B r a i n - b a

B r a i n - b a

B r a i n - b a s e d Tr e a t m e n t For Binge Eating Nicole Siegfried, PhD, CEDS Chief Clinical Officer Tammy Beasley, RDN, CEDRD, CSSD Vice President of Clinical Nutrition Services The WAR Within Objectives Illustrate how the brain is activated during urges to binge. Understand the basic concepts of neuroplasticity

to create new neural pathways in the brain. Define and illustrate three keys points of reconnection to hunger and fullness Describe practical methods for both dietitians and therapists to unstick the repetitive behaviors and facilitate brain rewiring. The Mind and the Brain Brain: the physical organ that responds to our environment through chemical and electrical impulses. Mind: an embodied and relational process that regulates the flow of energy and information Dan Siegel Mind: the representation of your true self with the ability to focus attention

and make choices according to your values Jeffrey Schwartz on and Whats thehappening in the brain? brain INSULA What should I do? AMYGDALA

NUCLEUS ACCUMENSORBITOFRONTAL CORTEX Ok Eat it! I look fine YummyIts OK ! Im hungry. Tastes

good! CAUDATE NUCLEUS PARIETAL LOBE ANTERIOR CINGULATE CORTEX (ACC) (Hill, 2013) (Hill, 2017) Non-Eating Disorder Brain


DONT EAT! Im HUGE! EEEK! I am not hungry And this tastes blah CAUDATE NUCLEUS PARIETAL LOBE ACC


I do?! EAT! EAT! Im HUGE! All Good! GO!! Yummy ! That Tastes Delicious! CAUDATE NUCLEUS

PARIETAL LOBE ACC BN or BED Brain (Hill,2017; 2013)Kessler et al., (Hill, 2016; Matthes et al., 2009 Brain Reward Circuitry: Effects of Binge Eating Dopamine hormone is

released in response to pleasure signals (food) Dopamine circuits are associated with reward Brain will automate response to behavior if repeated often

Want it but do not have to like it PhD. Center for Bill Kelley, Cognitive Neuroscience at Dartmouth College Prediction and Reward If brain can predict reward, it will respond to the dopamine trigger This Photo by Unknown Author is licensed under CC BY-NC-ND Brain Reward Circuitry: Effects of Binge Eating

Evidence suggests that dopamine reward responses from acute food pleasure adjust over time; more required for same effect Evidence suggests brain reward circuitry is more active with sugarbased foods in hungry subjects vs. satiated subjects Schag et al., 2013; Kessler et al., 2016; Davis, 2015 The Binge Teaches the Brain That

The automated response to binge foods is physiologically learned and not simply failed willpower Periods of restriction as punishment for a binge can lower blood sugar levels and subsequently increase the desire for sugary-based binge foods in a hungry state. Schag et al., 2013; Kessler et al., 2016; Davis, 2015 Cortisol Feeds the

Problem Stress triggers cortisol release Triggers release of more insulin which can cravings Decreases storage of glucose from blood to liver

Cortisol looks for stored glucose to feed stress Increases release of glucose from liver to blood Consequences of the binge/dieting cycle Binge eating episodes increase exponentially with the frequency of

dieting or restriction. More cortisol is produced by the stress response from dieting itself. Holmes et al. 2014; Tomiyama et al. 2010. The single most pervasive intersection between the distorted thoughts and the binge itself is SHAME. The brain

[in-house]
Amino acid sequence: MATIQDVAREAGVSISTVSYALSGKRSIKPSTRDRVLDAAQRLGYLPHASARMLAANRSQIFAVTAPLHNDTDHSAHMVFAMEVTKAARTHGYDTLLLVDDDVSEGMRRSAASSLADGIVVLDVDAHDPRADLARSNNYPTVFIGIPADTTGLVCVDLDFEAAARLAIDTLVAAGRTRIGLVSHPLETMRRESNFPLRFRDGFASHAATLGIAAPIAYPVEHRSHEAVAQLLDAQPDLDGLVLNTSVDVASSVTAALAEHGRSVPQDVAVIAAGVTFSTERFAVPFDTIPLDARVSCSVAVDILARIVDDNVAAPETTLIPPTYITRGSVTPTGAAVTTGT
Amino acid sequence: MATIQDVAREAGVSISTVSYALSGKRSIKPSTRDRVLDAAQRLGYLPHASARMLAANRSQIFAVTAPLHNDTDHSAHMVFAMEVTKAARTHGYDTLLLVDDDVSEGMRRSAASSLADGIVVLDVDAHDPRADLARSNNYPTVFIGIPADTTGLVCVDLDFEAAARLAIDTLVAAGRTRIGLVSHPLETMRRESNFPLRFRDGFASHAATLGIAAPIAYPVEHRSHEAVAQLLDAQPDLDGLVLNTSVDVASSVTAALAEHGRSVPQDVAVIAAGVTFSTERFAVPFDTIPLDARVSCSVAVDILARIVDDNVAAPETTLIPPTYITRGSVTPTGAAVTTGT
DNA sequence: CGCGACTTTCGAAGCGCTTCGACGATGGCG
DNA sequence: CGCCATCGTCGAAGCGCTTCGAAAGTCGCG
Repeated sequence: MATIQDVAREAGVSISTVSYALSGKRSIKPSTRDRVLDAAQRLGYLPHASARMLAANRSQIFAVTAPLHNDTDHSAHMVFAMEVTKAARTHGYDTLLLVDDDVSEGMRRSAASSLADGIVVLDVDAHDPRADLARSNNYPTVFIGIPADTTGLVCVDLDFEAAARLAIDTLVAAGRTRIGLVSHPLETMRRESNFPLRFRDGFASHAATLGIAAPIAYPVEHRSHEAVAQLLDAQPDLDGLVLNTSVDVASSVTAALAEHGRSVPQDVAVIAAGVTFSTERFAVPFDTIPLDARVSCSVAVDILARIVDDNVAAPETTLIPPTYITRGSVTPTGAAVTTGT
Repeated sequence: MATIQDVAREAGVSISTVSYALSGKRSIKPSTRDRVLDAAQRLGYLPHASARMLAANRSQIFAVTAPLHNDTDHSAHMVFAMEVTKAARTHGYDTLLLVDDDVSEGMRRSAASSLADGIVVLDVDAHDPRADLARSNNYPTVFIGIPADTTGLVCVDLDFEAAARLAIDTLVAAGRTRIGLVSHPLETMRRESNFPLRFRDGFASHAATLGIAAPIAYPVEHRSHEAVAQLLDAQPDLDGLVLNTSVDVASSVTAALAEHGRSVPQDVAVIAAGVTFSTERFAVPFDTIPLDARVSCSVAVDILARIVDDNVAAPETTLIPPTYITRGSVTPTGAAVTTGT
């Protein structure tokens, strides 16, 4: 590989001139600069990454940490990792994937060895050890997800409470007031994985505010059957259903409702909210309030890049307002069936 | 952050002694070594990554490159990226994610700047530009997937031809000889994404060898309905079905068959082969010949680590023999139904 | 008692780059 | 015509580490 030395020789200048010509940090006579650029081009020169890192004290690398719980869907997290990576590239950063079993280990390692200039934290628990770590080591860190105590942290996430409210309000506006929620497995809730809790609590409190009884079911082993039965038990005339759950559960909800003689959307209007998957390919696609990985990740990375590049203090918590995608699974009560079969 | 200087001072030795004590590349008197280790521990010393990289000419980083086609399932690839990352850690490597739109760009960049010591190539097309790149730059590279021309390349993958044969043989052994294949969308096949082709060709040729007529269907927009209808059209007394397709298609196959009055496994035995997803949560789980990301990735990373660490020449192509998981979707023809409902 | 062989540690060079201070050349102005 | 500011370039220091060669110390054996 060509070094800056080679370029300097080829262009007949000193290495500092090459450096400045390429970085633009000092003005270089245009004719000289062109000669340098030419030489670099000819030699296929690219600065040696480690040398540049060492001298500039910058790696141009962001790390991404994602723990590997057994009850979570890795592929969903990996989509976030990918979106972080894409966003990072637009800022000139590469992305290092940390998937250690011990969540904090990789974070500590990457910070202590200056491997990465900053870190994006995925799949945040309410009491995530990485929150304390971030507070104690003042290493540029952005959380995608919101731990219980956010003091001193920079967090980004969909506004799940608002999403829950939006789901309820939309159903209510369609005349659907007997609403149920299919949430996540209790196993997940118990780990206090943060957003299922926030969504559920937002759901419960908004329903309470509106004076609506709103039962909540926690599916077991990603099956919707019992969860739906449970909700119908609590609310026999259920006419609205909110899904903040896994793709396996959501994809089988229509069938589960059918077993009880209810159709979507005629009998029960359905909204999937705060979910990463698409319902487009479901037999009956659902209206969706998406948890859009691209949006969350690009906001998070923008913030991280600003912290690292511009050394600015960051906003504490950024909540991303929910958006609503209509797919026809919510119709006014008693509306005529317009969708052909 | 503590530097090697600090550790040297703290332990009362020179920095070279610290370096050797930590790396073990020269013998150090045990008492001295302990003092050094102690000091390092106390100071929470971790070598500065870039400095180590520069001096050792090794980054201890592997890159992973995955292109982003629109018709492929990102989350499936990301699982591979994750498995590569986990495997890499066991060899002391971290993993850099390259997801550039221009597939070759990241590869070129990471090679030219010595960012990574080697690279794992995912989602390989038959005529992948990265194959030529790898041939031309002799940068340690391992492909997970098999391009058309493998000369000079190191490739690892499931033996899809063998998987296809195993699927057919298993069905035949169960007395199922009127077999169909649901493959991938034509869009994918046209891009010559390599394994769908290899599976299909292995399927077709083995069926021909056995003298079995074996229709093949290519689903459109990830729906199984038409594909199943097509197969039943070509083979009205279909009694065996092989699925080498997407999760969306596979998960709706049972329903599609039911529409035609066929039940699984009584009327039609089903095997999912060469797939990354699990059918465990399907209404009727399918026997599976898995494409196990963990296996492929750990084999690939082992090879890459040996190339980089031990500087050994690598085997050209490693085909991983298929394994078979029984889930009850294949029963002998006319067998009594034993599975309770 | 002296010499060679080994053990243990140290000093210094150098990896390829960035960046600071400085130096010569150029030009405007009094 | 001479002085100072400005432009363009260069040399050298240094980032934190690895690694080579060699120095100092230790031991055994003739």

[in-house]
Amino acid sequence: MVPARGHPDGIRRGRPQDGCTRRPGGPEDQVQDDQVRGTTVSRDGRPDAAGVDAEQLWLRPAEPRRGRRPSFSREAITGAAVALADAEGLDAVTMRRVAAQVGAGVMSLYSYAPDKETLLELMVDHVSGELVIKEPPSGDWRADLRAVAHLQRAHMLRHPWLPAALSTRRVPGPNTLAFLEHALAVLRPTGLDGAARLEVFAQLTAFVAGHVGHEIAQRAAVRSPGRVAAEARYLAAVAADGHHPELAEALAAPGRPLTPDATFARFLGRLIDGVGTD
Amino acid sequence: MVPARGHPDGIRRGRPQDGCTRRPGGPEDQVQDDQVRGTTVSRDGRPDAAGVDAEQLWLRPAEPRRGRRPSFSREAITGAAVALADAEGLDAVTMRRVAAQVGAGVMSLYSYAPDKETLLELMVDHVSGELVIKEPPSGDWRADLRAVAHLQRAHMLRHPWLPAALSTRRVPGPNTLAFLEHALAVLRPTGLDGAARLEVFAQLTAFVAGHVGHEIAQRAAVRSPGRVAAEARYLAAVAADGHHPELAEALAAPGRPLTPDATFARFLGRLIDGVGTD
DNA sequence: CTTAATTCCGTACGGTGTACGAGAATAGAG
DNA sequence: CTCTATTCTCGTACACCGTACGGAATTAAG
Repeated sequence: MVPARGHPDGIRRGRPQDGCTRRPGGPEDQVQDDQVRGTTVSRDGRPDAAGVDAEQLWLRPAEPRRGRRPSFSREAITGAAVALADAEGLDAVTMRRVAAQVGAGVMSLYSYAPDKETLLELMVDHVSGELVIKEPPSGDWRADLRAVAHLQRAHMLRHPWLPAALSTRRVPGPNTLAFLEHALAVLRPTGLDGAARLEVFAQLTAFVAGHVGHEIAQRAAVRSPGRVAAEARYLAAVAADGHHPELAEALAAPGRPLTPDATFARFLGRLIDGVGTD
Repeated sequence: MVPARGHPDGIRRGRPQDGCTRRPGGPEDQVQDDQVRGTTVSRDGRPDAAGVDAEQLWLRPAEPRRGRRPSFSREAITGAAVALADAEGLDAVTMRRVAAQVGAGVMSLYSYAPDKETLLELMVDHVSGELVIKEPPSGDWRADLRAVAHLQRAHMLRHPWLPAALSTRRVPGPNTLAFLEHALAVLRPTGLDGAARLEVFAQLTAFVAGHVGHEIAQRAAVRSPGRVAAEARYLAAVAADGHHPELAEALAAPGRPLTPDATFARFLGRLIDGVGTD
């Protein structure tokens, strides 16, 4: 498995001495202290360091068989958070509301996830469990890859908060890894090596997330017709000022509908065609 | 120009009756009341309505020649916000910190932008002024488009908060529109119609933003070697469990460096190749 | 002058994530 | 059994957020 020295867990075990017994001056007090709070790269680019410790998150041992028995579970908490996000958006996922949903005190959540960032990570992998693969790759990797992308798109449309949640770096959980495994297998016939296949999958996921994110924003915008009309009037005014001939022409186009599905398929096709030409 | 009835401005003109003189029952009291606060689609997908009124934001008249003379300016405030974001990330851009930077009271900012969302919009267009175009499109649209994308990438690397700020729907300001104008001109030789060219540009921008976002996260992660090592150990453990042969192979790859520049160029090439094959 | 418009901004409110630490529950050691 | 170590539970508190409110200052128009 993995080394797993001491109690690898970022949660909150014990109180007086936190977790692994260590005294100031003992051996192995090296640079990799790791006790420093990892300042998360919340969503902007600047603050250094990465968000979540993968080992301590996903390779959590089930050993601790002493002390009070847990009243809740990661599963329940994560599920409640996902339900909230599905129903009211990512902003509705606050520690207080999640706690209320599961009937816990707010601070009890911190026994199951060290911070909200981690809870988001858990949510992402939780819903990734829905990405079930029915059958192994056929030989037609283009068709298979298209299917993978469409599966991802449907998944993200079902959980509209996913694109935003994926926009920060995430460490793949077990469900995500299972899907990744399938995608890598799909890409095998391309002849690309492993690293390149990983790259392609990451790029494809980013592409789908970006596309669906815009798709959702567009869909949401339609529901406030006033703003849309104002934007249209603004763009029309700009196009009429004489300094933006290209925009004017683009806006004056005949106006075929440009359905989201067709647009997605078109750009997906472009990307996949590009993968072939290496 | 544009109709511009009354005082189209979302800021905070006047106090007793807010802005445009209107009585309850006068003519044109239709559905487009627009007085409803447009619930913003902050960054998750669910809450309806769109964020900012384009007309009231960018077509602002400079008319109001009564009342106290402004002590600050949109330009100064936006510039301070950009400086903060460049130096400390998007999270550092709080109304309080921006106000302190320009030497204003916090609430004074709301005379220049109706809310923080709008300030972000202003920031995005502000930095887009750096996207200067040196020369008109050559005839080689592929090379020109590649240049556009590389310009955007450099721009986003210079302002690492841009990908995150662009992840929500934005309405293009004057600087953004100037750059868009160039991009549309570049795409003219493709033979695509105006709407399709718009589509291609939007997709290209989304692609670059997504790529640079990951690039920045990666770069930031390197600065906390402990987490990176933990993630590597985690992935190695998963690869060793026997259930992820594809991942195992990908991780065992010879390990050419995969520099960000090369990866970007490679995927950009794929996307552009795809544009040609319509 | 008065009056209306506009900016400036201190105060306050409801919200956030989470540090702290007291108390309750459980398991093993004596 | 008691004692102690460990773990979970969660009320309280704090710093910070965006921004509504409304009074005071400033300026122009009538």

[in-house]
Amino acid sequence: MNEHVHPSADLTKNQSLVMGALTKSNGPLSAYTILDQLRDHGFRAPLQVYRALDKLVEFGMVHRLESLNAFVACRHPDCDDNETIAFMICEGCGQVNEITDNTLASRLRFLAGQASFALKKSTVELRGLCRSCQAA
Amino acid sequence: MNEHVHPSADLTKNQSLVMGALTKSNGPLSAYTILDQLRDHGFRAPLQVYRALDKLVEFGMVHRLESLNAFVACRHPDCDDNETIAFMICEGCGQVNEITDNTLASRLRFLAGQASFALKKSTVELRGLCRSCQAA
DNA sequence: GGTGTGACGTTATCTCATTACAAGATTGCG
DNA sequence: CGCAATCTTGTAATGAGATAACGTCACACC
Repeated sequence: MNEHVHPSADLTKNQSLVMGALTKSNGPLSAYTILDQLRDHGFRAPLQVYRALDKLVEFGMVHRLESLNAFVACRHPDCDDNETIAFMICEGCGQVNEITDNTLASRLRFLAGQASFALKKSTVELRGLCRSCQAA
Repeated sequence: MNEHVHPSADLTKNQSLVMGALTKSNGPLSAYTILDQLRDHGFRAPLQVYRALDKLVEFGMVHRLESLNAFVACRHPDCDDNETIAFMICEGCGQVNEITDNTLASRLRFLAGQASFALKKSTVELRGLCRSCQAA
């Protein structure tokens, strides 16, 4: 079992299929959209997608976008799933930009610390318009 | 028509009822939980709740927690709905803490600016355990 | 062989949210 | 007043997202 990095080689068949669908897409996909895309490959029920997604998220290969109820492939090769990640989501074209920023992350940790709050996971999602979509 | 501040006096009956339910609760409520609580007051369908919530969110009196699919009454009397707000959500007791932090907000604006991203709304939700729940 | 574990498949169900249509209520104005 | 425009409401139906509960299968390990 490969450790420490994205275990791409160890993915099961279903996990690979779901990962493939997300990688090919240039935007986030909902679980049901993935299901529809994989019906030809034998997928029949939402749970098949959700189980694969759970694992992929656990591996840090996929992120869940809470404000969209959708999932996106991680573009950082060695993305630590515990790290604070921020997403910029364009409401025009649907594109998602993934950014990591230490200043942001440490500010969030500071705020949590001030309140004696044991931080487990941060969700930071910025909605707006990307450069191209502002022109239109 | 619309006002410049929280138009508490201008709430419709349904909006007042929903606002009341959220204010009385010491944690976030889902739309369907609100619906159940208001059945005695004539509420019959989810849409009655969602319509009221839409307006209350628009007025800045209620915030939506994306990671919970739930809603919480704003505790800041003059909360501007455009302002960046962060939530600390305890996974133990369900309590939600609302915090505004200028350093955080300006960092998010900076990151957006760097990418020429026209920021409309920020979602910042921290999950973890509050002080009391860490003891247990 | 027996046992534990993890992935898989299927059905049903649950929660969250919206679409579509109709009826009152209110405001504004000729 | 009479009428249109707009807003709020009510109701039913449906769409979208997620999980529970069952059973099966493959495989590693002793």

cannot rewire when it is emotionall y flooded This Photo by Unknown Author is licensed under CC BY-SA Neutralizing messages around food choices and body changes increase the brains

response flexibility This Photo by Unknown Author is licensed under CC BY-SA Our most important objective: Guide our clients to see a new way out of the binge/ restrict cycle through: A filter for shame reduction

A lens of selfcompassion A frame of hope urges, restriction and the brain How can new neural pathways in the brain be created?

Rewiring the Brain Neurogenesis Birth of new neurons Neuroplasticity Malleability of neural circuits Neural Darwinism Neural pruning Hebbs Law Fire together=wire together Quantum Zeno Effect Attention density

(Schwartz, 2016) Rewiring the Brain Self-Directed Neuroplasticity Rewiring or retraining your brain away from automatic behaviors to new behaviors (Schwartz, 2016) Rewiring the Brain by Rediscovering Hunger and Fullness

MEAL Fuel Balance TIMING Repetition Research on Meal Timing Adjusted mealtimes reset body clock Brain is the clock for sleep/ body temperature

Liver is clock for food metabolism Study: After 2 days of adjusted mealtimes, livers rhythm shifted 10 hours. Wehrens, SMT, et al. Current Biology. 2017. Research on Meal Timing Meal timing exerts a variable influence over human physiological rhythms, with notable changes occurring in aspects of glucose homeostasis.

Translation? A 5-hour delay between meals changed glucose balance but did NOT influence insulin balance the same way Reduced glucose without subsequent reduction in insulin creates insulin-produced hypoglycemia increasing sugar cravings Bottom line: Meal timing matters Flood Gate Analogy Flood Gate: Consistent meal/snack times

Restores and normalizes bodys appetite-based eating pattern Resets bodys metabolic clock Reduces insulin-produced hypoglycemia Serve as a flood gate to This Photo by Unknown Author is licensed under CC BY-NC

Rediscovering Hunger and Fullness FUEL Meal BALANCE Timing Repetition What IS Balance? Balance is defined as to bring to equilibrium, equal in value, including emotional stability. Balance is not only in the tangible food choices but also the intangible emotions

and judgment around food Research on Balance & Variety Better outcomes w/ increase in energy dense foods Fats Complex carbohydrates Proteins* Schebendach et al., JADA 2011 Decreased desire to binge or overeat

after consuming meals adequate in protein Herrin M, Larkin M. 2013 Longer thermic effects after eating meals with adequate protein compared to similar amounts of carbs or fats Li, Jia, et al. Nutrients 2016. Balance/Variety Requires Permission How do different fuel combinations